In life, we all want to be treated equally. It’s simple — we’re all people, we all get frustrated, we all get scared, and we all love. Everyone is different, and sometimes love is hard, or different, or outside of the perceived “norm.” Acceptance is something that we should all embrace — remember love is love and Pixar’s seventh SparkShort, OUT is full of love, equality, bravery, humor, and a little bit of magic.
Written and directed by Steven Clay Hunter, OUT premiered today (May 22) on Disney+. Based on a true story from the director’s own life, we follow the main character Greg and his rambunctious little dog, Jim (based on Hunter’s real-life pet) who clutches a dog toy in the form of Wheezy (so cute!).
As Greg and his boyfriend Manuel are packing to move to the big city, the duo stumbles upon a framed photo of themselves in a loving embrace. Manuel proceeds to ask Greg if the frame will be set out in their new place (rather than hidden in the sock drawer), which leaves Greg to share his secret. Greg still hasn’t told his parents about their relationship and that Manuel is a man — cut to a surprise visit from Greg’s parents!
As Greg hurries Manuel out of the house, Manuel states “tell them” and proceeds to walk out the patio door. What happens next is part magical as well as complete love and acceptance — although it was hidden at first. If you thought Pixar’s emotional pull couldn’t get any stronger, think again. OUT delivered that burning feeling you get in the back of your throat right before tears fill your eyes. Greg’s mom delivers a line in solitude that made our hearts soar, “I just hope that whoever it is…that…well, that ‘he’ makes you happy.”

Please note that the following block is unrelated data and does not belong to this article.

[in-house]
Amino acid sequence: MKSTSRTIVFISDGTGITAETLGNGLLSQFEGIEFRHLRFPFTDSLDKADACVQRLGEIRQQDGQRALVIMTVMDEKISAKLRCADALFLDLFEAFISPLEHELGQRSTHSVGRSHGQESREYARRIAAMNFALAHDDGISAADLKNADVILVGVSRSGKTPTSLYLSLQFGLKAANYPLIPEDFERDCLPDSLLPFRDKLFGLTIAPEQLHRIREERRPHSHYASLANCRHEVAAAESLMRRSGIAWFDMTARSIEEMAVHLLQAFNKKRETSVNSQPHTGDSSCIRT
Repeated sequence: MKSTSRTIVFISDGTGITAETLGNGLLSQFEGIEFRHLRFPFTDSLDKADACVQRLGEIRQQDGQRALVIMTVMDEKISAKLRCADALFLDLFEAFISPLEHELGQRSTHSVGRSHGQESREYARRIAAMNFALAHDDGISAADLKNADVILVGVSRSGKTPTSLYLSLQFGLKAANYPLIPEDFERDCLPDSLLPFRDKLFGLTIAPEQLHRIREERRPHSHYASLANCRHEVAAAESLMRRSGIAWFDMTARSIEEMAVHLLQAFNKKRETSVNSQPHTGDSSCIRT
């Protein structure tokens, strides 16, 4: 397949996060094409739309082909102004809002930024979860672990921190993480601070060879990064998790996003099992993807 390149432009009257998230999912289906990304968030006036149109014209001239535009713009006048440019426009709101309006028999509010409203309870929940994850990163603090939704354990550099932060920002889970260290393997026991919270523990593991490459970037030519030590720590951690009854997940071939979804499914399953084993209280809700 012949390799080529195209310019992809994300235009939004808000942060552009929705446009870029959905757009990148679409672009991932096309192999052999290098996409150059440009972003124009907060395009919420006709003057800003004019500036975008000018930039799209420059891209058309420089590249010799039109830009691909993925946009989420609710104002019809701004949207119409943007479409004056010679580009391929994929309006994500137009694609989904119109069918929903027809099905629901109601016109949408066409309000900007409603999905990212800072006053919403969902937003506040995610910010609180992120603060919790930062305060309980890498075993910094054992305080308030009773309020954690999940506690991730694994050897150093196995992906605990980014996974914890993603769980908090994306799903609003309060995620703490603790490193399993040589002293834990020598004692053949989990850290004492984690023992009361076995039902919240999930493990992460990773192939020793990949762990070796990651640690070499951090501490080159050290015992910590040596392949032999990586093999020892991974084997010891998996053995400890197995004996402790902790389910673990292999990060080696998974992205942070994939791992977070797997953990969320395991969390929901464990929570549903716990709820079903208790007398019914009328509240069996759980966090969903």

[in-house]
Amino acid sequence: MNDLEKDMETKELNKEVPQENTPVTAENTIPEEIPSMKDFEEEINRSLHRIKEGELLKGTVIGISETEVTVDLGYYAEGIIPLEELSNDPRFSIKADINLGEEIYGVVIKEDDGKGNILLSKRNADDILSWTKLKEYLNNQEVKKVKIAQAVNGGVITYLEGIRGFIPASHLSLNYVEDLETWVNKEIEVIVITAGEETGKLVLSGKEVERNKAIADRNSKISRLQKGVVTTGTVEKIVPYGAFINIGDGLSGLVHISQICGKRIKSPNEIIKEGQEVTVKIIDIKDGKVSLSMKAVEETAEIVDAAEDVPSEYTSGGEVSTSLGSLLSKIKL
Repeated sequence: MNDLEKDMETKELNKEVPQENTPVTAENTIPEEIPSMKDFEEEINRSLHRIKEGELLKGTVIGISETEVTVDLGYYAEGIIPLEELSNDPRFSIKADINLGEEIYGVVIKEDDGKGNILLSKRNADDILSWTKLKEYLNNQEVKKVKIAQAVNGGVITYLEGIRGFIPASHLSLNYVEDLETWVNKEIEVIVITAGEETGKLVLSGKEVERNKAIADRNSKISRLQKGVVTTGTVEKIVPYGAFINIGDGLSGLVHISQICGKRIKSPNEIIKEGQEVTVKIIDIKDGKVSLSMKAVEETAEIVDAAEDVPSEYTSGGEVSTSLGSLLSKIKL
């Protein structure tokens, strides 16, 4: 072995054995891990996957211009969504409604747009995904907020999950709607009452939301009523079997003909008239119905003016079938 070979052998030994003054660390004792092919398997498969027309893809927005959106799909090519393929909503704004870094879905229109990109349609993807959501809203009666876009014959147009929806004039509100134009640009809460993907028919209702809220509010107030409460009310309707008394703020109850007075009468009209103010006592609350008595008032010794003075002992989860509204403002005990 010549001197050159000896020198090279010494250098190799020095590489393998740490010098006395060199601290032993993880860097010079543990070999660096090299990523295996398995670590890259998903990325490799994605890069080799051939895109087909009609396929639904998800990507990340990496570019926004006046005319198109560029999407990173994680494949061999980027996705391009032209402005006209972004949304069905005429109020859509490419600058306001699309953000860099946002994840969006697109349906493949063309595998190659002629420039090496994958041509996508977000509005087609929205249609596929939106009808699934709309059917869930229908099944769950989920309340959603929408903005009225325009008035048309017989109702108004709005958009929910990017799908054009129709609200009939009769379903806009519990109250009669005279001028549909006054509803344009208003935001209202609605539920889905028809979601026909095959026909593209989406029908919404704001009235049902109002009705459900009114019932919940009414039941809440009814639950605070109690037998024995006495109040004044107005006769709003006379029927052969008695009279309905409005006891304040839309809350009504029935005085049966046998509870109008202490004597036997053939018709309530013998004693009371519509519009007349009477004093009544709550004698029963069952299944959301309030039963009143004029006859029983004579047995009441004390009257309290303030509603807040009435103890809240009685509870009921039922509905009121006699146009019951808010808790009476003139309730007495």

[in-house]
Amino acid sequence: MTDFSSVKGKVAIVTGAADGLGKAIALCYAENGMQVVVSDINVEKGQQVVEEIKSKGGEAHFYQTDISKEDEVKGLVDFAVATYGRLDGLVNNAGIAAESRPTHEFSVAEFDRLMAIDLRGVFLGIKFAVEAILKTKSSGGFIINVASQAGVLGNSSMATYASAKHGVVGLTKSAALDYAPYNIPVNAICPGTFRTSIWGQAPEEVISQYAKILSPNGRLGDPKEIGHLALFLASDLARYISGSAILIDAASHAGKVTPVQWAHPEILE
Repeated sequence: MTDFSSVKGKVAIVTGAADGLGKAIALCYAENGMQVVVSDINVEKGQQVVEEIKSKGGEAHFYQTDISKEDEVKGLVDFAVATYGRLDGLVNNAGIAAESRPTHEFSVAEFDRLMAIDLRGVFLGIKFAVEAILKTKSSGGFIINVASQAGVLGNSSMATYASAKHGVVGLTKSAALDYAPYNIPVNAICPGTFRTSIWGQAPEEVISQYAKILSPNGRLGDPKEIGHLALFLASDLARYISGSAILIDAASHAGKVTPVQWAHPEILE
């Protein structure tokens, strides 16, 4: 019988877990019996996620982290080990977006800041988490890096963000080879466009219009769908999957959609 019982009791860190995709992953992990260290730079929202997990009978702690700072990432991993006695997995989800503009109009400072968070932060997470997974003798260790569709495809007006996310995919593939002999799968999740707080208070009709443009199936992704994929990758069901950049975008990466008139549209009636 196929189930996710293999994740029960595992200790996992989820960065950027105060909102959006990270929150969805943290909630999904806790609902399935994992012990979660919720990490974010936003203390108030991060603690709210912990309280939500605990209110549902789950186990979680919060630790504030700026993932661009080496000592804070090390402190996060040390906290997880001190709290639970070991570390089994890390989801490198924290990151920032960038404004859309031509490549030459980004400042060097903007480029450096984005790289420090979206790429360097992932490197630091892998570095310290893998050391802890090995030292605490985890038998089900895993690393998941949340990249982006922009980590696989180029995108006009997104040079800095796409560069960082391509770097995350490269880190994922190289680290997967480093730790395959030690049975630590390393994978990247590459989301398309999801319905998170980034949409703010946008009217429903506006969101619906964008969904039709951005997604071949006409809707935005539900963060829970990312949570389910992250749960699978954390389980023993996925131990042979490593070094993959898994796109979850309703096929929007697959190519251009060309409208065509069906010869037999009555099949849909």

She knew the whole time?! Greg’s secret wasn’t a secret at all?
ART STYLE & REPRESENTATION
What we continue to love about the SparkShort program is that each filmmaker not only has their own individual approach to their story but the artistic styling is always so unique between films. OUT gave us storybook feels, with the world being warm, soothing color tones — however, as soon as Greg’s parents arrive, the world inside the house shifts to a colder tone. We loved that once Greg realizes his parents have always known and accepted him for who he is, the world becomes warm and vibrant again.
The SparkShorts program is no stranger when it comes to showcasing real-life scenarios and representation. We commend the entire OUT crew for showcasing a story that rings true to so many within the LGBTQ+ community, especially the loving embrace and kiss between both Greg and Manuel. Representation matters and we have been flooded with messages since sharing news of this short with our readers. One reader even shared, “I feel so happy and represented right now!”
The music for the short was composed by nonother than Jake Monaco. Jake has been working with Pixar on several of the latest Disney+ related shorts and shows (Forky Asks a Question and Lamp Life).
We loved the composition and musical choices Jake made throughout — as well as the moments without music (more on that in a minute). Much like the color tones we mentioned earlier, the tranquility of the opening music is shifted to more of an excited and heart-racing tone when Greg’s parents arrive.
We loved that Jake used tubes (a la Blue Man Group PVC-style tubes) and the recorded-sound of hands slapping legs, and an ever-increasing drum intensity to convey the panic as Jim (well, really Greg) tries to continue to hide his secret. Take a close listen and see what else you can hear.
One of our favorite moments is when Greg’s Mom is sitting by herself outside by the moving truck and the lack of music. It feels like a real moment after a fight when the world goes quiet and a real moment of truth comes out — and it does in the film. Wow. The silence says it all but the music comes back in seamlessly to the energy and excitement again!
We would love to continue to hear your thoughts on this latest SparkShort. Leave a comment below or share your thoughts with other Pixar fans in the Pixar Post Forum OUT thread.
Pixar Post — Julie & T.J.